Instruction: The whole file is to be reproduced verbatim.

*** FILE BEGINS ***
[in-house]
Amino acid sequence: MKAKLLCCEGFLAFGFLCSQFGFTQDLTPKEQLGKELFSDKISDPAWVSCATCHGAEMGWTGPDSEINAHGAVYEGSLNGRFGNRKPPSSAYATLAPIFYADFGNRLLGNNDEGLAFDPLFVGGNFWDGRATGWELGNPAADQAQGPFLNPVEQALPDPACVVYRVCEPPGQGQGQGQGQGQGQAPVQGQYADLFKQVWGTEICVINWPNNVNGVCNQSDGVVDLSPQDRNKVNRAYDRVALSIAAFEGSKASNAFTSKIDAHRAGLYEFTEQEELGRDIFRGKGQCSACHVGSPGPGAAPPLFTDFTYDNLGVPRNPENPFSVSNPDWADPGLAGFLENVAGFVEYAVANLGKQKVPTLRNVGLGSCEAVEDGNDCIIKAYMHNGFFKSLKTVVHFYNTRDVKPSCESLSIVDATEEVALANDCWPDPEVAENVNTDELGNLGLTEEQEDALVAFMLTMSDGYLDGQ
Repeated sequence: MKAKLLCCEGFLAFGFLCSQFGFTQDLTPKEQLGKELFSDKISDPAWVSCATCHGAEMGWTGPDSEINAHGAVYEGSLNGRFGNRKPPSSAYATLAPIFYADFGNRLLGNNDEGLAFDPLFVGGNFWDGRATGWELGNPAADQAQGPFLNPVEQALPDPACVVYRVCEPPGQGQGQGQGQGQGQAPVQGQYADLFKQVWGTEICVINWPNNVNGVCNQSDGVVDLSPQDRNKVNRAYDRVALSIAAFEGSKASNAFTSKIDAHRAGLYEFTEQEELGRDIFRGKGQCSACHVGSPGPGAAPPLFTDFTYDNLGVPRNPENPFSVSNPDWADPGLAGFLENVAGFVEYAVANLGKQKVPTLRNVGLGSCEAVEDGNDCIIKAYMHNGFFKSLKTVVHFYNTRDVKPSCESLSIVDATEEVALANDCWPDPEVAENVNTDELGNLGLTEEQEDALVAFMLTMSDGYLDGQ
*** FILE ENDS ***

[in-house]
Amino acid sequence: MKAKLLCCEGFLAFGFLCSQFGFTQDLTPKEQLGKELFSDKISDPAWVSCATCHGAEMGWTGPDSEINAHGAVYEGSLNGRFGNRKPPSSAYATLAPIFYADFGNRLLGNNDEGLAFDPLFVGGNFWDGRATGWELGNPAADQAQGPFLNPVEQALPDPACVVYRVCEPPGQGQGQGQGQGQGQAPVQGQYADLFKQVWGTEICVINWPNNVNGVCNQSDGVVDLSPQDRNKVNRAYDRVALSIAAFEGSKASNAFTSKIDAHRAGLYEFTEQEELGRDIFRGKGQCSACHVGSPGPGAAPPLFTDFTYDNLGVPRNPENPFSVSNPDWADPGLAGFLENVAGFVEYAVANLGKQKVPTLRNVGLGSCEAVEDGNDCIIKAYMHNGFFKSLKTVVHFYNTRDVKPSCESLSIVDATEEVALANDCWPDPEVAENVNTDELGNLGLTEEQEDALVAFMLTMSDGYLDGQ
Repeated sequence: MKAKLLCCEGFLAFGFLCSQFGFTQDLTPKEQLGKELFSDKISDPAWVSCATCHGAEMGWTGPDSEINAHGAVYEGSLNGRFGNRKPPSSAYATLAPIFYADFGNRLLGNNDEGLAFDPLFVGGNFWDGRATGWELGNPAADQAQGPFLNPVEQALPDPACVVYRVCEPPGQGQGQGQGQGQGQAPVQGQYADLFKQVWGTEICVINWPNNVNGVCNQSDGVVDLSPQDRNKVNRAYDRVALSIAAFEGSKASNAFTSKIDAHRAGLYEFTEQEELGRDIFRGKGQCSACHVGSPGPGAAPPLFTDFTYDNLGVPRNPENPFSVSNPDWADPGLAGFLENVAGFVEYAVANLGKQKVPTLRNVGLGSCEAVEDGNDCIIKAYMHNGFFKSLKTVVHFYNTRDVKPSCESLSIVDATEEVALANDCWPDPEVAENVNTDELGNLGLTEEQEDALVAFMLTMSDGYLDGQ